قالوا يا موسى إنا لن ندخلها أبدا ما داموا فيها فاذهب أنت وربك فقاتلا إنا هاهنا قاعدون
[The children of Israel] said, “O Moses! We shall most certainly not enter [the city] for as long as they are in it. Go you and your Lord and fight while we sit here.” [al-Māʾidah: 24]
The Jews have recently commemorated Tisha B’Av, the date of the destruction of the Temple, twice. In a general sense this is part of our history as well, as those were the rebellious believers of the time and these occurences are mentioned in the Qurʾān in the opening of Sūrah Banī Isrāʿīl also called Sūrah al-ʾIsrāʿ. Even in the name of “Tisha”, the Arabic student should recognise “Tāsiʿ” or ninth. B’Av is however beyond me.
Yet it is in the very commonality that the two religions share, that our distinction is most evident. There may be a common historical legacy, but through the guidance of Muḥammad صَلَّى اللَّهُ عَلَيْهِ وَسَلَّمَ our outlook and treatment of the very same common event is treated differently.
The Origin of Tisha B’Av
Rabbinical authorities clarify that the original reason catastrophe constantly befalls the Jews on this date was the refusal of the Children of Israel to fight the Canaanites when Allāh’s Messenger, Mūsā (Moses peace be upon him), commanded them to do so.
The spies return on the eighth day of Av and report that the land is unconquerable. That night, the 9th of Av, the people cry. They insist that they’d rather go to Egypt than be slaughtered by the Canaanites. G d is highly displeased by this public demonstration of distrust in His power
The Qurʾān records the above as follows:
(20) And [mention, O Muhammad], when Moses said to his people, “O my people, remember the favour of Allah upon you when He appointed among you prophets and made you kings and gave you that which He had not given anyone among the worlds.
(21) O my people, enter the Holy Land which Allah has written for you and do not turn back [from fighting in Allah ‘s cause] and [thus] become losers.”
(22) They said, “O Moses, indeed within it is a people of tyrannical strength, and indeed, we will never enter it until they leave it; but if they leave it, then we will enter.”
(23) Said two men from those who feared [to disobey] upon whom Allah had bestowed favour, “Enter upon them through the gate, for when you have entered it, you will be victorious. And rely upon Allah, if you truly are believers.”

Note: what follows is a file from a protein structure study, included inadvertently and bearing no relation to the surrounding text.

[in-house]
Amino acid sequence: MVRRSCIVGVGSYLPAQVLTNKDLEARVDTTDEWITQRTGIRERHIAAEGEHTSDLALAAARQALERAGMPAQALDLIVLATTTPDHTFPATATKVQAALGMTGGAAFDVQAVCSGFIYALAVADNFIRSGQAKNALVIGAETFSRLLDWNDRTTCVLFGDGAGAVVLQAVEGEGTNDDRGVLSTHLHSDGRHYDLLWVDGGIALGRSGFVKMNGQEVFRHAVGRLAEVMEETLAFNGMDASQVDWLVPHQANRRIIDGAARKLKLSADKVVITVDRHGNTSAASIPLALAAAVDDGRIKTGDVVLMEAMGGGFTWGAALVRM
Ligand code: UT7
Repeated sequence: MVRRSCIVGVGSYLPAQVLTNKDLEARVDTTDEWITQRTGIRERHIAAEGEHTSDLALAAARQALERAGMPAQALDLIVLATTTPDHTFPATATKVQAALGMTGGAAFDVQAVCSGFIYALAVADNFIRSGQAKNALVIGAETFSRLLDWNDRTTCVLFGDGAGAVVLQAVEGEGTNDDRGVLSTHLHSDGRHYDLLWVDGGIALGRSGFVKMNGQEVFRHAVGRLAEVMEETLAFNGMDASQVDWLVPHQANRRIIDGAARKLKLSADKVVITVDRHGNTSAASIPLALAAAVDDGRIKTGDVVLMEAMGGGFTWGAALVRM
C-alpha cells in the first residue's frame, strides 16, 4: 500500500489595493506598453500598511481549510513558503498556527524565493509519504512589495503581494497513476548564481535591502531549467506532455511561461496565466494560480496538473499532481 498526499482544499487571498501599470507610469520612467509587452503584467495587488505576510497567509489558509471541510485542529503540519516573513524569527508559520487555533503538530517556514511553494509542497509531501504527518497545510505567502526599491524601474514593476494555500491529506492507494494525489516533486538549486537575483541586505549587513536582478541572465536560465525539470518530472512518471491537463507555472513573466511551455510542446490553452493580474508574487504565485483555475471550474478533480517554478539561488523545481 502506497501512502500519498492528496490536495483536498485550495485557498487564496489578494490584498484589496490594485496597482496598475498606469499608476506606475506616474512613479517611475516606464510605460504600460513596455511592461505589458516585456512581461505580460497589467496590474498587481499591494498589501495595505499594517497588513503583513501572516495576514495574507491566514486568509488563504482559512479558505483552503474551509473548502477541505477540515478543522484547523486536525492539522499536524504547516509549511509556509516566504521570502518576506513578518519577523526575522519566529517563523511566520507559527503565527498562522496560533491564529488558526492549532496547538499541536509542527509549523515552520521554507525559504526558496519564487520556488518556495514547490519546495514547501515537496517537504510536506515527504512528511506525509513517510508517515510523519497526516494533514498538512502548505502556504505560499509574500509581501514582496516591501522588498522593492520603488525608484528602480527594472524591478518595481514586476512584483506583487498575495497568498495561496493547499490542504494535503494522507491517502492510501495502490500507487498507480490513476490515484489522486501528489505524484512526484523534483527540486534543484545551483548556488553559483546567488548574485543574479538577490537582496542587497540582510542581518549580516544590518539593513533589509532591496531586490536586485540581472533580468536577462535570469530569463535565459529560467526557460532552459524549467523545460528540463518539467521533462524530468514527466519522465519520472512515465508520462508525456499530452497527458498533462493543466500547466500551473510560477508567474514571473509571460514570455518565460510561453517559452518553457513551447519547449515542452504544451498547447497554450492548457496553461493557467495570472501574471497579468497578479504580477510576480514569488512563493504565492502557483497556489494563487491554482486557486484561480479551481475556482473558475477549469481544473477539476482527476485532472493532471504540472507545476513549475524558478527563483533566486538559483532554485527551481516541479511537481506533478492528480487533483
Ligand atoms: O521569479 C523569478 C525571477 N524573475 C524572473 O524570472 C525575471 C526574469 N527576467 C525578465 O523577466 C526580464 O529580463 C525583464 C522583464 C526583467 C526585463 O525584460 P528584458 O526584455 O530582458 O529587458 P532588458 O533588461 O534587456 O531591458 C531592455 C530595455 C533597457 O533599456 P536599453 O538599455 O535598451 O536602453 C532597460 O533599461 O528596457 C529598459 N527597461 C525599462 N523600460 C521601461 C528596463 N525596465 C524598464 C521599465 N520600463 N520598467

(24) [The children of Israel] said, “O Moses! We shall most certainly not enter [the city] for as long as they are in it. Go you and your Lord and fight while we sit here.” [al-Māʾidah: 20 – 24]
Third parties would list Joshua (peace be upon him) as a Jewish hero, but again we differ in commonality. Note the respect the Qurʾān accords him as man who fears Allāh. Whilst we agree that he was sent to gather intelligence, Muslims would deem it disrespectful to use the term “spy” on him. Again, note how he and his companion encourage reliance upon Allāh and striving in His Cause. Can there be any doubt as to the esteem we hold him in?
The Jewish Legacy
So we agree on a common even but as Islām is zealous that all mankind achieve guidance, whilst Judaism is primarily focussed on its own flock, and some even obstructing people from entering the fold of Judaism, the legacy is quite different. The Jewish interpretation becomes nation focussed and whilst we would deem the refusal to fight to be plain rebellion against Allāh and His Messenger, the Jewish national explanation is not of punishment, but divine displeasure at not fulfilling one’s potential. The focus is on the nation:
Many tragedies happened on the 9th of Av. The Two Holy Temples in Jerusalem were destroyed. World War One and Two’s commencement was due to an event that happened on the 9th of Av.
Charlie Harary in a Video On Aish.com explains that G-d is not out to punish people. He wants people to remove their negative attitude of not believing in themselves. Thus, aside for mourning, the destruction of the temples and the tragedies that occured, we should do teshuva / repent and make resolutions to better ourselves through the Torah’s lessons and strengthen our belief in ourselves – in our ability to do good.
– See more at: http://jerusalemlife.com/?p=4169#sthash.sMM8pRYR.dpuf
Tisha b’Av reminds us of how broken we are, how we have not been living up to our potential, and Hashem mourns over the destruction of the temple within each of us and the distance between us that that destruction has created.
The Muslim Legacy
The tribe of Kindah was Jewish before Islām, although there would have been idolaters amongst them as well. If only the racist Muslims I have to live amongst, could comprehend even the one deed below, of the first of my tribe to embrace Islām. I would ask you to read up on the details of the Battle of Badr on your own, but the pertinent point is that fighting was not yet compulsory on all. Muḥammad صَلَّى اللَّهُ عَلَيْهِ وَسَلَّمَ was unsure whether all would voluntarily join in this battle, upon which the very existence of Islām would depend. Miqdād bin al-Aswad al-Kindī (may Allāh be pleased with him) referred to the event from our Isrāʾīlī heritage. Yet this offspring of a Jewish tribe, who had become imbued with the spirituality of Muḥammad صَلَّى اللَّهُ عَلَيْهِ وَسَلَّمَ, no longer had any nationalist interest. To him the incident with Mūsā (peace be upon him) was now a lesson in absolute loyalty, obedience and sacrifice. Allāh and His Messenger come above any excuse in exonerating the nation, the tribe, the people or the self. I conclude in quoting him from Muḥammad Rasūlullāh, by ʾAbul Ḥasan ʿAlī Nadwī:
Then Miqdād got up and said, “O Apostle of God, we will not say as the Children of Israel said to Moses, ‘Go thou and thy Lord and fight, we will sit here.’ We will fight with you on your left and on your right, in your front and in your rear.”